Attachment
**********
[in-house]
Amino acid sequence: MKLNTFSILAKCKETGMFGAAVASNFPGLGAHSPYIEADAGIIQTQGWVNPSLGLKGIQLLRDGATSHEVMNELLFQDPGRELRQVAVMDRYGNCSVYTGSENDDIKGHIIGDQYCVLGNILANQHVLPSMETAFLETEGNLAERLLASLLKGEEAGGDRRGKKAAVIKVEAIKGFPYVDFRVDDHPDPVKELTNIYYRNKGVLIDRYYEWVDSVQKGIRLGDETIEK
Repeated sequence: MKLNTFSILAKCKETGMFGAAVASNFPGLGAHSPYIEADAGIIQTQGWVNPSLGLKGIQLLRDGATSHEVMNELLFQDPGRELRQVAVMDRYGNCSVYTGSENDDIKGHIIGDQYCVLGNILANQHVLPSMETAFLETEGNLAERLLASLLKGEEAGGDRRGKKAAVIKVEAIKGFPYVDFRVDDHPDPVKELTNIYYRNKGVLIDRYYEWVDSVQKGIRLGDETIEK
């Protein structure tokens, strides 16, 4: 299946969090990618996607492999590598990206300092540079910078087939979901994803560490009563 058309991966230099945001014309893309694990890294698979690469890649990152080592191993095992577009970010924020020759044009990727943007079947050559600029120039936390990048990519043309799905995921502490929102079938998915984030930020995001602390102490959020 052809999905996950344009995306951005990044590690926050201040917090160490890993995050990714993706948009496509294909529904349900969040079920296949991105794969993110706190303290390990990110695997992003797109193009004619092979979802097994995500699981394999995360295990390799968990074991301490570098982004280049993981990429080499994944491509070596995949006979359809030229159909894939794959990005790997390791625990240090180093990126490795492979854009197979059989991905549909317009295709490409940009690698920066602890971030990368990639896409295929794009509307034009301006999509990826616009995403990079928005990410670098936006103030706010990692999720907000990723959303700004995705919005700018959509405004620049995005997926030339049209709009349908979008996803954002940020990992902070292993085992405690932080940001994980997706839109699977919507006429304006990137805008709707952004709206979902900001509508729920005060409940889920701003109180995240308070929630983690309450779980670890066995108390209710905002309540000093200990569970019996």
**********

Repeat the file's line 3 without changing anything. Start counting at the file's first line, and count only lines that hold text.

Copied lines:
Repeated sequence: MKLNTFSILAKCKETGMFGAAVASNFPGLGAHSPYIEADAGIIQTQGWVNPSLGLKGIQLLRDGATSHEVMNELLFQDPGRELRQVAVMDRYGNCSVYTGSENDDIKGHIIGDQYCVLGNILANQHVLPSMETAFLETEGNLAERLLASLLKGEEAGGDRRGKKAAVIKVEAIKGFPYVDFRVDDHPDPVKELTNIYYRNKGVLIDRYYEWVDSVQKGIRLGDETIEK